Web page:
Elisabeth Sherman

Don't dismiss Irish whiskey as a drink of the past—it's making a comeback you won't want to ignore. 

Elisabeth Sherman
February 09, 2018

In late January, a Japanese whiskey called the Yamazaki Single Malt Whisky sold for $300,000 at Sotheby’s auction house in Hong Kong, breaking the record for the most expensive bottle of whiskey ever sold. It was previously held by another Japanese whiskey, the Karuizawa 1960. Right now, Japanese whiskey is one of the most sought-after spirits in the world. But it is in Ireland—the supposed birthplace of the liquor, if you ask any Irish person with even a drop of national pride—where a true revival of whiskey is taking place.

By the mid-twentieth century, Irish whiskey had fallen out of favor in the global market place, replaced in large part, by bourbon, its American cousin. In 1966, two rival companies, Jameson and John Power & Sons, joined forces to preserve the traditional methods of distilling Irish whiskey and survive the economic crisis. By then, most whiskey distilleries in Dublin had shuttered—Jameson was one of the last hold-outs. In 1971, it, too, closed its doors, moving operations to Midleton, in County Cork. The last whiskey distillery in Dublin closed in 1976.

Now, Irish whiskey’s biggest advocates—bartenders, distillers, even tour guides—have made it their mission to educate the public about Irish whiskey’s legacy, and to revive it’s reputation in the public eye as some of the most complex, best tasting whiskey you can buy today. Here, three experts in the field explain why Irish whiskey is more relevant in the world of spirits than ever before.

The distilling and aging process

Teeling Whiskey Distillery is the first of it’s kind to open in Dublin in more than 40 years, though the Teeling family has been in the whiskey business since the late 1700s. Its opening harkens back to a time when Dublin was a whiskey distilling capital.

Eve is the head tour guide at Teeling. She tells visitors an apocryphal story you’ll probably here more than once if you visit Dublin: Irish monks invented whiskey after picking up the art of distillation from perfume makers the Mediterranean. Legend aside, Eve told me that the process by which Irish whiskey is distilled in the modern era results in its distinctive flavor.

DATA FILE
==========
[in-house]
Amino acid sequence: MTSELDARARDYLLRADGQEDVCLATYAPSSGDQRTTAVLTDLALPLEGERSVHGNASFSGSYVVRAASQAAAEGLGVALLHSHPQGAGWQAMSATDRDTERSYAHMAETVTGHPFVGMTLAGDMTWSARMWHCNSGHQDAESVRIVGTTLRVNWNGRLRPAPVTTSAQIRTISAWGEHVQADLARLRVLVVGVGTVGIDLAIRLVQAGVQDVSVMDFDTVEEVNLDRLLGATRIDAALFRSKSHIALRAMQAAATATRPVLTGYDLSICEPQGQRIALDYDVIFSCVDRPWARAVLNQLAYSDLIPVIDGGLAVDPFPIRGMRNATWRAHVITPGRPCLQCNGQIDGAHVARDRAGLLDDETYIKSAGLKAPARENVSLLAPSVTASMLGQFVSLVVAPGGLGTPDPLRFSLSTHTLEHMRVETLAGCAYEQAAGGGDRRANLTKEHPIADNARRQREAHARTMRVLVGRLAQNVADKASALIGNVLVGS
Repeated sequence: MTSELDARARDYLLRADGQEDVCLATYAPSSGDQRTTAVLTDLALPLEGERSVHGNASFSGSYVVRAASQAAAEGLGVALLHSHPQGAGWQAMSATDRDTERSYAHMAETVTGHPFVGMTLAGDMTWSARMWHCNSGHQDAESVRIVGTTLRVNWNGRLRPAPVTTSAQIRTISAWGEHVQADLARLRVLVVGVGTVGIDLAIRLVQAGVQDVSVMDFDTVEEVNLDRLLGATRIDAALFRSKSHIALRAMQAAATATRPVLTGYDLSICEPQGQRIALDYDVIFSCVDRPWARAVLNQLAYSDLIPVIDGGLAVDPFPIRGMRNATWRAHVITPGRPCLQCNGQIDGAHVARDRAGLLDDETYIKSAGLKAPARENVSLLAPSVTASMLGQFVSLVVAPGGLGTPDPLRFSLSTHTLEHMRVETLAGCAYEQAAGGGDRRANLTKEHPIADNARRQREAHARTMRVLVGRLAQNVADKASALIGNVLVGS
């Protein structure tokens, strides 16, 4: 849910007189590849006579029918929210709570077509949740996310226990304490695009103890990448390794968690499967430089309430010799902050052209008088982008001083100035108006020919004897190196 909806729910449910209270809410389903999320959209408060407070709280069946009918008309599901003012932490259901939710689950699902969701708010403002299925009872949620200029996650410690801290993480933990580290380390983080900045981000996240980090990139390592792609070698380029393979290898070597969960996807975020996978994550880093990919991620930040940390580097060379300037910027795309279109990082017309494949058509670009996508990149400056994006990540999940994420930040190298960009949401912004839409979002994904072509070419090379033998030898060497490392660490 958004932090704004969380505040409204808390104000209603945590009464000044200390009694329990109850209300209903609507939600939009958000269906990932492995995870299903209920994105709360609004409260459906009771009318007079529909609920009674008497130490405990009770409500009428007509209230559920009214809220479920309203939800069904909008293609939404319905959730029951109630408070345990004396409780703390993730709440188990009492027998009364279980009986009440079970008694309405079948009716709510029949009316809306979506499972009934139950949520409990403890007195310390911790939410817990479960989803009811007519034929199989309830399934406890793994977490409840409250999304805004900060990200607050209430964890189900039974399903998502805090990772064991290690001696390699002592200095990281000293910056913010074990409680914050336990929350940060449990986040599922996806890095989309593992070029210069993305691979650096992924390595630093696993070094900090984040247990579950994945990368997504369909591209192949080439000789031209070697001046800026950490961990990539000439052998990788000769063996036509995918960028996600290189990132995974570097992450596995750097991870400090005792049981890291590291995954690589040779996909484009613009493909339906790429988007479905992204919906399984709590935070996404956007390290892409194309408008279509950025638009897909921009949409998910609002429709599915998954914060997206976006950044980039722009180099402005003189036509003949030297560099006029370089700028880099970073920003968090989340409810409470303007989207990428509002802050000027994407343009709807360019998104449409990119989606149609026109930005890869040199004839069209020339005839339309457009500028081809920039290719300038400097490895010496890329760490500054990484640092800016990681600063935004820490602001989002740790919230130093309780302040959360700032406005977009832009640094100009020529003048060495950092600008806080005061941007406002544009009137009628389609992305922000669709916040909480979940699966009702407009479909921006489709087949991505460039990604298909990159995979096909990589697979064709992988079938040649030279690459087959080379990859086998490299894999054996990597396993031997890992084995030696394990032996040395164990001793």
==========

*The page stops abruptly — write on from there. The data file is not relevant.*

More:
“In Ireland, whiskey is triple distilled,” she explained. “It’s lighter, more mellow, and has a higher alcohol content, but it’s less bitter from exposure to the copper pots.”

Ireland’s damp, rainy, foggy, chilly, but generally consistent, climate also plays a role how Irish whiskey tastes. As Eve puts it, “Mild climate, mild whiskey.” On the other hand, in Kentucky, the weather is much hotter, causing bourbon barrels to contract and expand more frequently, leading to more evaporation, and a quicker aging process. Irish whiskey can stay in the barrel longer—in fact, in order to legally be called Irish whiskey it must be aged at least three years. A typical Irish whiskey is aged at least six years.  

Eve’s official recommendation for how to enjoy Irish whiskey is simple: “Never let anyone tell you how to drink your whiskey. Drink it however you like.” If pressed, however, Eve admits that she usually doesn’t recommend adding ice to your glass. Ice numbs the palette, and dilutes the spirit over time. She does, however, suggest adding a couple drops of water to your glass. 

The flavor profile

Stephen Tighe, the newly appointed bar manager at Lemuel’s in the Conrad Dublin, agrees with Eve’s assessment that what makes Irish whiskey so special is its drinkability. He calls Irish whiskey, pointing to Jameson in particular, a “gateway,” from which you can expand your whiskey palate. From there, he says, “The world is your oyster.”

Tighe believes Irish whiskey is especially appealing because it’s “accessible.” There’s never the peat or the smoke in it that you’ll find in Scotch. “You might be expecting it to be harsh,” Tighe explains, but instead your palate encounters a buffet of flavors. Here’s a just of sample of how he describes the tastes that accompany a good Irish whiskey: Spicy, peppery, Christmas spice, fudge, tobacco, fresh fruit, honey and oak.

Tighe’s Irish whiskey of choice is Green Spot Single Pot Still. He also argues that Powers John’s Lane 12-year-old Single Pot Still is the best Irish whiskey to be produced in the past ten years. I can personally attest to Green Spot’s smoothness—it leaves behind no after burn, making it the perfect whiskey to sip neat.

Tighe has one more reason to drink Irish whiskey if you can, and it has nothing to do with taste.

“Drink Irish whiskey to support the Irish economy.”

A national tradition

Justine Murphy is a guide at Dublin Whiskey Tours and leads private tastings with Whiskey Experts Ltd. During a whiskey tasting at the Palace Bar (where I sampled both Green Spot and Teeling Single Grain), Murphy let her national pride—which is behind so many arguments in favor of Irish whiskey—shine through. She cited the “traditional methods,” used by Irish distillers as one their greatest advantages.   

“In Ireland, [we use] one single distillery. In some places, like Scotland, whiskies are blended together from lots of different distilleries. One-site production allows us to be on top of the quality,” she explained. “Every single component [of the process] is on site.”

Irish distillers, Murphy contends, have an exceptional “concentration to detail.” Their reliance on some of the oldest recipes in the world is not cause to dismiss Irish whiskey as irrelevant. The discerning drinker, instead, treats these old fashioned methods as one of Irish whiskey's greatest draws.